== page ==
The Sunday Herald carried a story today headed “A tale of two islands as Gigha dream turns sour” [subscription needed]. It makes for challenging reading for advocates of community ownership in Scotland, especially when Gigha has often been presented as a successful example of a community taking the reins, together with places like Eigg and Assynt.
I have visited the Isle of Gigha twice. My first visit was an unofficial fact-finding trip, undertaken when I was an undergraduate law student keen to set foot on community owned land and who wanted to speak to those who had facilitated the transfer of Gigha from lairds to locals (those locals being embodied by the Isle of Gigha Heritage Trust). There are other examples of community ownership available. (One I know particularly well, thanks to my annual visits to Point on the Isle of Lewis. Point, Stornoway and other areas comprising some 70,000 acres of Lewis have been owned by the community since Lord Leverhulme donated the land to its inhabitants in the 1920s, per this earlier blog.) Gigha’s recent path to community ownership gave me a tempting chance to engage with living scholarship, so I hopped on the ferry at Tayinloan for a (literal) field trip.
My wanderings took me from Leim in the south, past the lordly plaything Achamore Gardens and Ardminish Bay on my journey north, terminating at a rather abrupt roadend at the northern tip of the island. Away from my perambulations, I chatted to locals in the Gigha Hotel and somehow wangled my way into a late night drinking session at another establish. In these days shortly after the acquisition, the optimism on the island was almost tangible. One inhabitant told me it was great that every penny spent on the island would now stay on the island, rather than leave on the ferry. (A slight economic simplification, but an attractive proposition.) I bought him and I another dram to celebrate that fact.
I visited Gigha again a couple of years ago. I found the skyscape slightly altered by three wind turbines. New homes had been built. I bought some trinkets in the island shop. There was no particular indication that anything was awry.
Now, it seems there are issues. To oversimplify matters, two key pieces of evidence are presented to back up the tenor of Judith Duffy’s report: the £2.7 million debt; and a botched landlord and tenant arrangement (between the Trust as landlord and a dairy farmer). Some thoughts on these matters follow.
The botched lease
This gets filed into the “more information needed” camp. One disgruntled tenant doth not a horrible and/or foolish landlord make, but it is not a good sign. Both sides of the bargain provide a comment in the Sunday Herald article, with the Trust stressing it “is committed to letting the farm to a go-ahead, enthusiastic farmer who will fit in with the island community.” I cannot add anything meaningful to that.
Acquisition of houses and land (and indeed many other things) with some form of debt financing is not exactly controversial. The problem comes when that debt hamstrings you. With Gigha, an obvious problem is that the most valuable asset of the landowning Trust is the land itself, which cannot realistically be sold without undermining the community and/or the Trust’s purposes. So what happens? It seems cost cutting is the order of the day, with the community owned hotel being closed five nights a week. If that is not enough to balance the books, the logical consequence is an insolvency event.
Is this a sign community ownership does not work? That would be too strong a conclusion. One business failing does not signal the end for capitalism.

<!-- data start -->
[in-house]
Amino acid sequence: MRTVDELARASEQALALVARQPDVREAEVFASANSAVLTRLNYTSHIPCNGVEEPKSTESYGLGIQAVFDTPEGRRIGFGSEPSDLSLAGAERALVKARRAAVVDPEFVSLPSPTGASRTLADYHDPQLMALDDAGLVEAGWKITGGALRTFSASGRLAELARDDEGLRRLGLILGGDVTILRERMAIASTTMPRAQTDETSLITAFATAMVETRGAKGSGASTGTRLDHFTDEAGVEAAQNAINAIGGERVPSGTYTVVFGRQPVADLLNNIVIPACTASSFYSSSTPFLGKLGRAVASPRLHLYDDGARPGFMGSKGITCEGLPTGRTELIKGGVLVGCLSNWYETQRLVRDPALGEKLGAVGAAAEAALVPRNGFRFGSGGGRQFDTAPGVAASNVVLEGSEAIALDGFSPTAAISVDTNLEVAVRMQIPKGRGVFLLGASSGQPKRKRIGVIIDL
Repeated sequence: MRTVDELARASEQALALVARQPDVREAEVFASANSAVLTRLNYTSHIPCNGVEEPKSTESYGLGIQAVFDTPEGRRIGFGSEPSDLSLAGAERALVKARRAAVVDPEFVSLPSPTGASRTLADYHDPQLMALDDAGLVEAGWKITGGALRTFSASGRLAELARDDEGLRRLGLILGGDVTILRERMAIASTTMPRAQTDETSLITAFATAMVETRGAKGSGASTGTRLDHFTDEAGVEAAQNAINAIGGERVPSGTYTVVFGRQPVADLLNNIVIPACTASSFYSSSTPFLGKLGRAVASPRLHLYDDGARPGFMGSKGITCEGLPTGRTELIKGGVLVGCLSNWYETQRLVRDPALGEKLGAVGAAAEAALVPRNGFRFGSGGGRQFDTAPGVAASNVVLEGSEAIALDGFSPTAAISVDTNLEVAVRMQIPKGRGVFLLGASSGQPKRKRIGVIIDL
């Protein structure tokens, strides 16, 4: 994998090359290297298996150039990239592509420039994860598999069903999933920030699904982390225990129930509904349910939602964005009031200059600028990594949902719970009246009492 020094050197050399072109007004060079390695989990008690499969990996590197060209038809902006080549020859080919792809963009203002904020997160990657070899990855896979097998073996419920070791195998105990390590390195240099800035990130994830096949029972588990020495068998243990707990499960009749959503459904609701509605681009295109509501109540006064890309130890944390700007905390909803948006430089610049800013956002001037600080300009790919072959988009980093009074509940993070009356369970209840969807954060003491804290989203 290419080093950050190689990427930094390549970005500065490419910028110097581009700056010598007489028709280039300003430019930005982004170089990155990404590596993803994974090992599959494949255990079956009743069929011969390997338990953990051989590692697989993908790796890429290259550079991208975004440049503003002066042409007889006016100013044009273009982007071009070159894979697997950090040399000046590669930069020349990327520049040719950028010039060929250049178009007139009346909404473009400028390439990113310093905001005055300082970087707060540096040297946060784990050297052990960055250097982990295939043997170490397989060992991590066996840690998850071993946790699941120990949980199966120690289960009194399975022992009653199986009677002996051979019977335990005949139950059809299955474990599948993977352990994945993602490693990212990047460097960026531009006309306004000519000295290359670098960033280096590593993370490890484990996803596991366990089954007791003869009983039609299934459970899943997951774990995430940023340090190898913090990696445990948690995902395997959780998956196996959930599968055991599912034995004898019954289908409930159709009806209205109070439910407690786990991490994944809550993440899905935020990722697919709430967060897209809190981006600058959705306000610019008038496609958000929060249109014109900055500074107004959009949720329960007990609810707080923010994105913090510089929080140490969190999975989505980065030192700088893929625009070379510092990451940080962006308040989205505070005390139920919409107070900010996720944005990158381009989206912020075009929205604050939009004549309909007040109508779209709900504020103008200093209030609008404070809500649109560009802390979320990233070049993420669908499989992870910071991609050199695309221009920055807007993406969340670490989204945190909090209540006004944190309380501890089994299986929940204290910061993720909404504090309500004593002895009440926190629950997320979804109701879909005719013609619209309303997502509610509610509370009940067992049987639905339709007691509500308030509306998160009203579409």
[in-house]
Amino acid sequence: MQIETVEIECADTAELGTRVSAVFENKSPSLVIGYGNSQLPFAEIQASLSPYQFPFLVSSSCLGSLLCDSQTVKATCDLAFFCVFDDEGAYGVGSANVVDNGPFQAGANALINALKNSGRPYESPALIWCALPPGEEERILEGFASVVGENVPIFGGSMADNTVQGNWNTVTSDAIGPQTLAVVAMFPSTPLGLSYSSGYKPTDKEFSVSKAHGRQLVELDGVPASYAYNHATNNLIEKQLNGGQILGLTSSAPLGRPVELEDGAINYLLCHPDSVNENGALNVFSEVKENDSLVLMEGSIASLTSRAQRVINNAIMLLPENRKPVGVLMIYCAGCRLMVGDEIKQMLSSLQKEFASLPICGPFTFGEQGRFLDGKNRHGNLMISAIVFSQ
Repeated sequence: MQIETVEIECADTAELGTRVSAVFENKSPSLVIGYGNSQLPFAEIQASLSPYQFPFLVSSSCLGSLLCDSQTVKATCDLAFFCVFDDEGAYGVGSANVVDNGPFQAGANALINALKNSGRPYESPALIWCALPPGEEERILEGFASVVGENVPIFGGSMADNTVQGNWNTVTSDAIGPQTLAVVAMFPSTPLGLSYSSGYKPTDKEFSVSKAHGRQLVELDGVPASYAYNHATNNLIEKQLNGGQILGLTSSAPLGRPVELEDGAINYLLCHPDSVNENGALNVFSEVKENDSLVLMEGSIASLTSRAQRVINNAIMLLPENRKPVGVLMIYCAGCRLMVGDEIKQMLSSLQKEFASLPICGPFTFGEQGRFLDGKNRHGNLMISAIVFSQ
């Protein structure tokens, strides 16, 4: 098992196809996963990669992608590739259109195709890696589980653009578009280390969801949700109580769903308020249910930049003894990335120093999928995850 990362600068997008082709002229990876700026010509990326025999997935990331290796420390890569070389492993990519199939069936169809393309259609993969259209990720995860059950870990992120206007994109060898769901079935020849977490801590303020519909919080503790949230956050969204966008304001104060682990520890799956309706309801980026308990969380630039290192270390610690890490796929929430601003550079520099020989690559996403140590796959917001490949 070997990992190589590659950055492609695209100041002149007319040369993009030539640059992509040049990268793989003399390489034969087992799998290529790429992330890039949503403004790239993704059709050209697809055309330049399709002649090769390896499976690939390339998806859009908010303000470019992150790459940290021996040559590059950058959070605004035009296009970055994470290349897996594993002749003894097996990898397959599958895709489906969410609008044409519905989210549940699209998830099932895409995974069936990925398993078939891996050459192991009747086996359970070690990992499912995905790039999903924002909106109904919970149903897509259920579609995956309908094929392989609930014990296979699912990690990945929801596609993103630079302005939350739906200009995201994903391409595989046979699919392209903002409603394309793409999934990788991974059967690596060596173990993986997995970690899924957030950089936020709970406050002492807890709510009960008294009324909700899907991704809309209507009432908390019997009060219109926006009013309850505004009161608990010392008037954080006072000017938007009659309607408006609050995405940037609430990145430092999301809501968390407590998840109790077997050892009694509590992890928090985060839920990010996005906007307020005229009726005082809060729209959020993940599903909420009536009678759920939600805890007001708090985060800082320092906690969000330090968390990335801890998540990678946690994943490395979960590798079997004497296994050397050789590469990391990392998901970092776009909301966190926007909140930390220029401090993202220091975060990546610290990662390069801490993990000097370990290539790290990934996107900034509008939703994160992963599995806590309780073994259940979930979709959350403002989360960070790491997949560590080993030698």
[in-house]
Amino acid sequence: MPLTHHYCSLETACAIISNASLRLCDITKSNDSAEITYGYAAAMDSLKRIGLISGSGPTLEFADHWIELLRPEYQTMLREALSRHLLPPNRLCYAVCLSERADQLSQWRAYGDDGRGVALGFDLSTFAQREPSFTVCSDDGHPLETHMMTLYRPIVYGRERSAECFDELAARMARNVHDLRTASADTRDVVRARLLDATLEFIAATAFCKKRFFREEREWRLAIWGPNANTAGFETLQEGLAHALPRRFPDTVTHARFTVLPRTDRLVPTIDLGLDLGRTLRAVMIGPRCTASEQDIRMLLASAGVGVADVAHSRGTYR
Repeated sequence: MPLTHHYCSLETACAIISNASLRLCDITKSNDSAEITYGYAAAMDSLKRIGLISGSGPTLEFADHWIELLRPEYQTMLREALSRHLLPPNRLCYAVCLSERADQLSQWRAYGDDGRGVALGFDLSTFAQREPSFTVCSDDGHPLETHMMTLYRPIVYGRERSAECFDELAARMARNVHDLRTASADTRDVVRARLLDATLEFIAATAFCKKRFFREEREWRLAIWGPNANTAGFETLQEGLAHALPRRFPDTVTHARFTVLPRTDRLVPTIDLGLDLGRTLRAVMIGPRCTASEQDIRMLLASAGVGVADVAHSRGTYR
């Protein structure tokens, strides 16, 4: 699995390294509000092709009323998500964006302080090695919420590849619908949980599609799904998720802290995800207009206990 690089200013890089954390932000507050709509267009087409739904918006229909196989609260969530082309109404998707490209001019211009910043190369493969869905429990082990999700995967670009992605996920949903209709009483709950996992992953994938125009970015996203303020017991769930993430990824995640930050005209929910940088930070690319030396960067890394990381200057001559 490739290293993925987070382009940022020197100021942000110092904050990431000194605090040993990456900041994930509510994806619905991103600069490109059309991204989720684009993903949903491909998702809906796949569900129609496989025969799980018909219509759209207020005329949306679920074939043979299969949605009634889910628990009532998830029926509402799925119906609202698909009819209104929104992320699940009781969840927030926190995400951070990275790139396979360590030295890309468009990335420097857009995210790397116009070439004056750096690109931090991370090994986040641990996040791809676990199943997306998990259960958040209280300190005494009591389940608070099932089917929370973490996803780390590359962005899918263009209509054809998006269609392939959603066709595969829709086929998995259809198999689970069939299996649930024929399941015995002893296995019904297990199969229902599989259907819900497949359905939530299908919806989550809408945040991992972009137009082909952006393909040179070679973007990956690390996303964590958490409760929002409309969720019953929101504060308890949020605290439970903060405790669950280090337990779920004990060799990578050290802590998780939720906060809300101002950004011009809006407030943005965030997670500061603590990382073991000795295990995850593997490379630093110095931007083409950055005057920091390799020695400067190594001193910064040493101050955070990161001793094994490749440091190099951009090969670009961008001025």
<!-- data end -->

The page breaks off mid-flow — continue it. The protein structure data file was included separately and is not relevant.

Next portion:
There is a classic land reform problem here: when land rights are given to those who have not had such rights (and opportunities) before, it is naïve to expect the incoming land users to be automatically proficient. Perhaps more time and/or support and/or advice is required.
Another thing to note is the Gigha buyout actually happened outwith the legislative framework of the Land Reform (Scotland) Act 2003, meaning it would be a simplification to vent against reform legislation. That said, this particular experience might need to be looked at carefully by the Scottish Parliament when considering the Land Reform Review Group’s recommendations. Community ownership can be part of the answer to Scotland’s land question, but it is not the only answer. Maybe this is a timely reminder of that point.
Now would be a great time for me to conclude this blog with a crescendo and propose something practical. Alas, I am not going to do that, because it is complicated. Today’s story from Gigha is proof of that, but I still remain of the mindset that widening participation amongst stakeholders can be a good thing in a whole manner of circumstances (for example, fan ownership of sports clubs).
Whilst Gigha might be in a difficult situation just now, at least people are able to talk about it and community members still have a chance to shape things, in a manner that they could not twenty years ago. That, and the increased population of Gigha, is still a success story, of sorts. As any writer will tell you, writing a story is not easy. Maybe the community of Gigha is at the “difficult second novel” stage of the story writing process.
UPDATE: The Trust has released a Press Release (PDF) on its website. It might be summarised thus:
Gigha has improved under community ownership, as follows: Population increase from 96 to 170; New and refurbished homes and other buildings; New petrol pumps.
The lease arrangement of one farm did not quite come to pass, despite a three month rent-free period being offered by the Trust to this prospective tenant. The Trust is still committed to letting the farm in question.
The value of the island is £7 million (i.e. whether the financial position is “precarious” needs to be considered in light of that loan to value ratio).